There can never be too many vintage scooters in a Mod exhibition. And the Modern Flashback: Modxibition show organised by the Modern Flashback Scooter Club is as ambitious as it gets.
The exhibition – at the Universiti Malaya Art Gallery in Kuala Lumpur – attempts to tell the story of one of Britain’s boldest and brassiest youth movements and of its enduring impact on Malaysia.
“In 1950s Britain, Mod culture sprung up as the quintessential working-class movement,” says M.K. Asyraf, the show’s project co-ordinator from the gallery.
“In many ways, it was the young versus the old world. I agree, it’s a uniquely British phenomenon, largely informed by fashion, music, modernist attitude and, of course, revved up by scooters. But the Mod movement travelled well beyond British shores and what you get from this exhibition is a survey of how Malaysians through the years have adopted Mod culture,” he explains.
“In the last 20 years, the Mod movement in Malaysia has grown significantly. It’s a subculture tied to music, fashion and attitude. Then the scooter clubs came along and the Mods got more organised with festivals, riding tours and gigs,” he adds.
Modern Flashback: Modxibition is divided into three sections: Scoot, Sound and Style. The most comprehensive part of the show is the Scoot section, which looks like a cross between a man cave and a scooter workshop. You can tell that this corner was designed by scooter enthusiasts for scooter enthusiasts. Twenty members of the Modern Flashback Scooter Club, formed in 2001, came together and loaned their gear for this show.
“If you own a customised scooter, you can spend some time here checking out the hubcaps, Carello half moon fog lamps, mud-flaps, fly screens, horn casts, club badges and all sorts of vintage accessories. There’s a Vespa here sporting a rare Ulma Cadillac front embellisher – that’s a nearly RM20,000 accessory,” says Asyraf, before revealing an inventory of 14 scooters (six Vespas and eight Lambrettas) for the exhibition.
“The club badges, especially the local ones, will interest visitors looking for a Malaysian connection. We have a couple of classic 1960s-era AA badges, Vintage Motor badges, the Perak Motor Club crests, and a Federation of Malaya riding crest.
“The Malaysian-made Expandite ‘half-shell’ helmet is another homegrown highlight … people used to make fun of them in the 1970s, now they are considered vintage items,” says Asyraf.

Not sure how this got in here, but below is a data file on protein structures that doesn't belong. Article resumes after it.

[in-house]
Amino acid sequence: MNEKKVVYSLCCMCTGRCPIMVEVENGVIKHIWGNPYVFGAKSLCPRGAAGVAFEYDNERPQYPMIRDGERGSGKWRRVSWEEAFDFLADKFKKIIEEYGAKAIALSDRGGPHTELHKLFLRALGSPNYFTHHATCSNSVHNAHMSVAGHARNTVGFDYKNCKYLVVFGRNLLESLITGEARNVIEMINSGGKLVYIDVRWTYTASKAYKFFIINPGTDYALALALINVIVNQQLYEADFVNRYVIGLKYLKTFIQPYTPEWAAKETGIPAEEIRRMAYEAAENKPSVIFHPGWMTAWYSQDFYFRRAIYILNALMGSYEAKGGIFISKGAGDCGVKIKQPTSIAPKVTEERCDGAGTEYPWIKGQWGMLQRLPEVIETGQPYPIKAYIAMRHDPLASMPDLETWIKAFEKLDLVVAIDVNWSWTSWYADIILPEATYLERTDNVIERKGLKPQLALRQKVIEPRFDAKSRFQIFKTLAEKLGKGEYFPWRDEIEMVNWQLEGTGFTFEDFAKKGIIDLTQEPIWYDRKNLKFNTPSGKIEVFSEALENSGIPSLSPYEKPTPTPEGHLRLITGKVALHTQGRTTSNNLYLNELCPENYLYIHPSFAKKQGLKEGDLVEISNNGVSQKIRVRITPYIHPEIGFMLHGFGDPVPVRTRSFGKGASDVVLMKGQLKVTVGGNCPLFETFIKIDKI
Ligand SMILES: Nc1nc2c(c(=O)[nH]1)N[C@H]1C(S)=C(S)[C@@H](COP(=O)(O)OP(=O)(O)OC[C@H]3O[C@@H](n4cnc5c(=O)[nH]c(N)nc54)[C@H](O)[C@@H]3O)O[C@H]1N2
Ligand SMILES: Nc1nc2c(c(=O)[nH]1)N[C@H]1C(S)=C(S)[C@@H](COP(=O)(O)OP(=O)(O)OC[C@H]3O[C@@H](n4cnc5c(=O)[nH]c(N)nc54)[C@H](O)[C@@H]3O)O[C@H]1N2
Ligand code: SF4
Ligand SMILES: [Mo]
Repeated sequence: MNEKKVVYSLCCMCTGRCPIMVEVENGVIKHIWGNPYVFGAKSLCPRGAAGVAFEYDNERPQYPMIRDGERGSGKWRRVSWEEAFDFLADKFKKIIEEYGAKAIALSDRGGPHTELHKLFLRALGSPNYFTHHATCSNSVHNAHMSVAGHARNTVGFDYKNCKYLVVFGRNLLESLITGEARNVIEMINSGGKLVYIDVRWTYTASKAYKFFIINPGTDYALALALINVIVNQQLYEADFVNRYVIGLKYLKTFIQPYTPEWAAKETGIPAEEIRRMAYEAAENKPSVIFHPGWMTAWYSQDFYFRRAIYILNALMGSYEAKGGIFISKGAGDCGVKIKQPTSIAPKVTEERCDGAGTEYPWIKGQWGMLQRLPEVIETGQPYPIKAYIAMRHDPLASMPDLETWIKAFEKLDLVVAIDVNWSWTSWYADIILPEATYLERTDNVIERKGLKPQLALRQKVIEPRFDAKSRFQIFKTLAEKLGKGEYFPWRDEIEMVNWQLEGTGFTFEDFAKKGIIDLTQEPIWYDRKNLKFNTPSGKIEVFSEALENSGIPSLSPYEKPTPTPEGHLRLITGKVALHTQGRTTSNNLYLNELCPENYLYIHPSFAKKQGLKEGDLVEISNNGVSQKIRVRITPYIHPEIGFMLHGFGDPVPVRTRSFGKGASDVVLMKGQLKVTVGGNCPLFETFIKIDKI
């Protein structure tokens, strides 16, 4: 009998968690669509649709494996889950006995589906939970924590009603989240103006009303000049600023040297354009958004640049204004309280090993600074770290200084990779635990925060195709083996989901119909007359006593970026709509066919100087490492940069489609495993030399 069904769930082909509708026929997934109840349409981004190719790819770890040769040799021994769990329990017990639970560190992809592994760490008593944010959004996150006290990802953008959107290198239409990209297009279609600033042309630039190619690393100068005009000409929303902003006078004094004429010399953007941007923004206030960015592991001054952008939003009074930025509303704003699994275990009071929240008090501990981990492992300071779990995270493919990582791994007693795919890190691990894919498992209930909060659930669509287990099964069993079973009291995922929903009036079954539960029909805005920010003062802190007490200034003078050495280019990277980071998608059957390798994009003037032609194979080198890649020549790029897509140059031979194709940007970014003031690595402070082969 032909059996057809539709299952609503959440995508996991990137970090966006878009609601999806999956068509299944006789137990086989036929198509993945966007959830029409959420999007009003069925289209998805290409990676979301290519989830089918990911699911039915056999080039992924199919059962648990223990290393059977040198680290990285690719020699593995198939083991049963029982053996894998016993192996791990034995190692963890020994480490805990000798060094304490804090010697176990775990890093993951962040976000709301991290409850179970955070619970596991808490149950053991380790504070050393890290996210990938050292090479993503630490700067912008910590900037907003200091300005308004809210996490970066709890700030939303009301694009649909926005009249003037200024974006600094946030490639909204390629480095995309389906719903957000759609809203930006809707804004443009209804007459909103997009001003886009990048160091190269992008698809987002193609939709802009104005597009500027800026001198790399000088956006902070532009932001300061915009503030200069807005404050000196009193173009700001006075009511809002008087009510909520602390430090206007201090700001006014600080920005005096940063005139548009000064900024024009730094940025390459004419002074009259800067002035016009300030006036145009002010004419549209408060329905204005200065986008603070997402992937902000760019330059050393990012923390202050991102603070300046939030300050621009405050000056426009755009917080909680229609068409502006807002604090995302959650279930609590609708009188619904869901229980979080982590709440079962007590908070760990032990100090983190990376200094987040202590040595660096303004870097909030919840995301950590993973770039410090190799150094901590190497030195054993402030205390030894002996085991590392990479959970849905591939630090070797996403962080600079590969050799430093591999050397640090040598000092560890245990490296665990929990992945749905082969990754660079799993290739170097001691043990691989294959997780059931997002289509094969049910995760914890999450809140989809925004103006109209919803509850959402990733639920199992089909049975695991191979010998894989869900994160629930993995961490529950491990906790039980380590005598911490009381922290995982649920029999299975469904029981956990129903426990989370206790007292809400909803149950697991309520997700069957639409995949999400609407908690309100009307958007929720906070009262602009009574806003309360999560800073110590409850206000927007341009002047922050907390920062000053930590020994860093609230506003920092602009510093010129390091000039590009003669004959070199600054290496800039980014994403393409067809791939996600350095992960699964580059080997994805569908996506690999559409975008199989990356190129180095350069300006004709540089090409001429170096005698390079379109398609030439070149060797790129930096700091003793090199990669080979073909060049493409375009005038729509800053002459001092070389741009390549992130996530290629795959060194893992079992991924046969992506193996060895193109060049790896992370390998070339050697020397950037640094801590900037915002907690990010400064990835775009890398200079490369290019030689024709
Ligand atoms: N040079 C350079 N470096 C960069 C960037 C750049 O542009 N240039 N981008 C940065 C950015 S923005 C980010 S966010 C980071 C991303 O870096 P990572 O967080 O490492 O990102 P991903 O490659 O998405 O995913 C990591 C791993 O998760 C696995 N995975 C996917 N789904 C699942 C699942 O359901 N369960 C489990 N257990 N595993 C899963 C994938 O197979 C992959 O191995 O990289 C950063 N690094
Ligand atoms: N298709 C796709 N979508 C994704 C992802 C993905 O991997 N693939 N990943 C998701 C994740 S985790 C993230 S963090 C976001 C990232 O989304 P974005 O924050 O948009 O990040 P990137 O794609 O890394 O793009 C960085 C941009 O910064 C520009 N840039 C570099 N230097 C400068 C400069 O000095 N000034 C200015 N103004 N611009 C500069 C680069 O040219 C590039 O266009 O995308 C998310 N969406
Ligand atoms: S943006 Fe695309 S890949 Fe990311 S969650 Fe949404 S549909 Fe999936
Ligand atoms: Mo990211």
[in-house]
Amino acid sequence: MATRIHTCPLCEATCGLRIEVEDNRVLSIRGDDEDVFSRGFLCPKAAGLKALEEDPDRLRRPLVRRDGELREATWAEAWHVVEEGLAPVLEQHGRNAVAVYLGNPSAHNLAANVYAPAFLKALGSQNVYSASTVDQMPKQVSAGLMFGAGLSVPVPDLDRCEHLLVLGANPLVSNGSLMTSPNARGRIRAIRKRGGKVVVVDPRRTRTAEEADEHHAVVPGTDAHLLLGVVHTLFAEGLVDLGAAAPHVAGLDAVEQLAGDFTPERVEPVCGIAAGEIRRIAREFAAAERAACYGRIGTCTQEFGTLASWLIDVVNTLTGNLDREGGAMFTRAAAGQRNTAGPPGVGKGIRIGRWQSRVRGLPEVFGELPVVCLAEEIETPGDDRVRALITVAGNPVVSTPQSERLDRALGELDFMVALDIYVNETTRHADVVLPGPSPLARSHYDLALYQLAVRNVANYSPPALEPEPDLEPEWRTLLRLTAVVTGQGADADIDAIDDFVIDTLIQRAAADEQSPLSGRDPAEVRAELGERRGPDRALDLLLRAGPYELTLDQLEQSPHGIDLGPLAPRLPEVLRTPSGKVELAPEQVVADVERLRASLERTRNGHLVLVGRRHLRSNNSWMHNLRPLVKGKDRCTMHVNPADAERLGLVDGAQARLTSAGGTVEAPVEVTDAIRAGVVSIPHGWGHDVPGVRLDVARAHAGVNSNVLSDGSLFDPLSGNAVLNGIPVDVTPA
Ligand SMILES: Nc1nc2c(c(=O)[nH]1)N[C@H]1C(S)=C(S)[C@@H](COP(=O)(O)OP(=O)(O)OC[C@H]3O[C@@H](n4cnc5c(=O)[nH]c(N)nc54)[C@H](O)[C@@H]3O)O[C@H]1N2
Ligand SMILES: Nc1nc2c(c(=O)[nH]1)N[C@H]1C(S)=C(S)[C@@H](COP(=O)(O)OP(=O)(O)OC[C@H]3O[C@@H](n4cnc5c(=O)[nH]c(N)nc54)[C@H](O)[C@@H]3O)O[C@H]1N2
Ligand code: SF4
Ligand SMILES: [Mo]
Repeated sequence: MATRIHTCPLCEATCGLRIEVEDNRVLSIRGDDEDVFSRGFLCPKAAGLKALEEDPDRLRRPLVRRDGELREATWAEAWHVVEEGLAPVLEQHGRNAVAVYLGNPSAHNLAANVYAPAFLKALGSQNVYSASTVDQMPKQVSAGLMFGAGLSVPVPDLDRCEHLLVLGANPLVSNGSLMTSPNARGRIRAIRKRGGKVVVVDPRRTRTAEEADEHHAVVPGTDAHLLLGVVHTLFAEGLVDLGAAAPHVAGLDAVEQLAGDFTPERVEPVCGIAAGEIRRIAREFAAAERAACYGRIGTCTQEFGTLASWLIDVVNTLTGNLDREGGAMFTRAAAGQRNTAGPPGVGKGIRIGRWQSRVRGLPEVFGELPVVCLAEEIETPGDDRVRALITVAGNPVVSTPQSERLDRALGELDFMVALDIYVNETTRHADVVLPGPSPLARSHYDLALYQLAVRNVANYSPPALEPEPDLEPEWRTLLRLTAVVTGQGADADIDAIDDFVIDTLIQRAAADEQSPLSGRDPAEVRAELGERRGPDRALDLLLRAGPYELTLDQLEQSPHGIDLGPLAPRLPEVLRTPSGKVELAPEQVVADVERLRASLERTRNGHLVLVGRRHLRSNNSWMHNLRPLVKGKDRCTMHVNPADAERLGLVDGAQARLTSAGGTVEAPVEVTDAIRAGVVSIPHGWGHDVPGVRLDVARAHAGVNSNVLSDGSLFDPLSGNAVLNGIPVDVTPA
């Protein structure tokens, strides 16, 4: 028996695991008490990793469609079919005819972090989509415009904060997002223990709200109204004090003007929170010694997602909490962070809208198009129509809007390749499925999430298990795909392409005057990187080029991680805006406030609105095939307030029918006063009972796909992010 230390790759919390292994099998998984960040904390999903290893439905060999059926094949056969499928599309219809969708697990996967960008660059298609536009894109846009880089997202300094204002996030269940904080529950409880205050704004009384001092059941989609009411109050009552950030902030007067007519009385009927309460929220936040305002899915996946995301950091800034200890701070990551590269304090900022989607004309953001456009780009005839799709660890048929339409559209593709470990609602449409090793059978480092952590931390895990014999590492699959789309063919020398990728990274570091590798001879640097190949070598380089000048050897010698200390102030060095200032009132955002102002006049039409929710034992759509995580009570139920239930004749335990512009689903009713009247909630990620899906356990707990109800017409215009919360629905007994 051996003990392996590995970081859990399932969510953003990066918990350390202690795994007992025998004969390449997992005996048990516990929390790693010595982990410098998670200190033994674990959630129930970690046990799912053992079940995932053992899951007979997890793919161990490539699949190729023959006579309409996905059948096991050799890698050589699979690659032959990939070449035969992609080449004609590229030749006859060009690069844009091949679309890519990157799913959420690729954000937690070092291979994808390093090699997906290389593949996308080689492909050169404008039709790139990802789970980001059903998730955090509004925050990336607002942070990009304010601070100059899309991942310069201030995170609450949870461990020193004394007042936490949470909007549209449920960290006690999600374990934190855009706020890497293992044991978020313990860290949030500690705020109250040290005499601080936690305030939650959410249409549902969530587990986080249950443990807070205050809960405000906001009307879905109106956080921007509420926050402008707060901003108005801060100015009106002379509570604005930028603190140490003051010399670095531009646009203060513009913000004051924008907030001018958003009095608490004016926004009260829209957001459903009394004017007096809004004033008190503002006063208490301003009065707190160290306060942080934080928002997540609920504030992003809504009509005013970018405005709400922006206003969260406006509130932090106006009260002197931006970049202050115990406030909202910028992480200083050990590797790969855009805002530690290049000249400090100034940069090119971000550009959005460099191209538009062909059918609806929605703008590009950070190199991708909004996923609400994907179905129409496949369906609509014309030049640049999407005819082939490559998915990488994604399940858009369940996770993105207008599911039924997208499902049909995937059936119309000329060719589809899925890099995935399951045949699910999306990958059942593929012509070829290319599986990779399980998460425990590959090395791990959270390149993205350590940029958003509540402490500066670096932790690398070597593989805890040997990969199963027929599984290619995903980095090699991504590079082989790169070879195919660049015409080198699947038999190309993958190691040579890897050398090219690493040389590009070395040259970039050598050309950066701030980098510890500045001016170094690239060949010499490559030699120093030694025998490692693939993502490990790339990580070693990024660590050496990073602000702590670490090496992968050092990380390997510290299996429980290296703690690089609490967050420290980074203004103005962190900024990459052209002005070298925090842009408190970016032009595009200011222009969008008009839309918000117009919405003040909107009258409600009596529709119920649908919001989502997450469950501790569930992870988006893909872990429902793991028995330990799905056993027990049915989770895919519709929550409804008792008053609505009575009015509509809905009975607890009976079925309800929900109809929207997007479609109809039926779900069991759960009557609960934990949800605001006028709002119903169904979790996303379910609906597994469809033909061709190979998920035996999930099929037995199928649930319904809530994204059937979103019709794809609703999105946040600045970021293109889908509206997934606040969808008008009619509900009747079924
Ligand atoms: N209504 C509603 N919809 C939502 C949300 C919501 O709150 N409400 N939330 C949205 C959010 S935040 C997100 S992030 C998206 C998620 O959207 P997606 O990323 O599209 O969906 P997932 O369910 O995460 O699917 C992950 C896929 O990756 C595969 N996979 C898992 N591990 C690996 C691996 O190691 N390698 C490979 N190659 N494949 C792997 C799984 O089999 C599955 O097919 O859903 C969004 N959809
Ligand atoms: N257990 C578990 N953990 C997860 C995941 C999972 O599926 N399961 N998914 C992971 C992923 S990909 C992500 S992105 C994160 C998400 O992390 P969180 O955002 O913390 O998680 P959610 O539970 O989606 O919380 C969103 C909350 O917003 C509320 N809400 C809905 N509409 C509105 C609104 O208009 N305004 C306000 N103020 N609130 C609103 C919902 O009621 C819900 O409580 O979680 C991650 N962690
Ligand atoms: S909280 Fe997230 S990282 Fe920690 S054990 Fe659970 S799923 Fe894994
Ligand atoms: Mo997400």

The Style section tells a tale of Mod culture’s peacock-ish relationship with fashion and shopping. The gallery doubles up as a boutique filled with tailor-made suits, pique Polo shirts, button-down collar shirts, jumpers, military parkas, miniskirts, boots, loafers, desert boots, bowling shoes and carry on bags.
“What’s unique in Malaysia is that the Mods here usually pick up their cool clothes from vintage bundle stores rather than shops in upmarket malls.”
For a party scene, check out the Sound section featuring turntables, a living room area and vinyl records from the Small Faces, The Supremes, The Who, The Jam, Ray Charles and all the connecting points between Northern Soul and Two Tone – it’s bound to delight the music fan.
“The Malaysian Mod fan, in recent times, has gone back to the pop yeh yeh scene to complement his or her Mod music collection. That’s why we have a pop yeh yeh Top 10 wall for this show,” says Asyraf.
“Adnan Othman, a 1960s pop star, is also a focal point in the music section. His music is Mod-ish raw and R&B rugged, a very different sound from the rest of the local scene then.”
Is there such a thing as an authentic Malaysian Mod? That question still needs an answer once you walk out of the gallery.
As a broad sweep of a Malaysian youth tribe’s influences and origins, Modern Flashback: Modxibition cuts a caricaturish – yet curious and fun enough – type of exhibition. Then again, all credit goes to a local scooter club in delivering one of the most street-savvy shows at Universiti Malaya Art Gallery in ages.
Modern Flashback: Modxibition is on at the Universiti Malaya Art Gallery at the university in Kuala Lumpur, till April 28. The gallery is open Monday to Friday, from 9am-5pm; admission is free. For more information, call 03-7957 1061 or 03-7967 3805.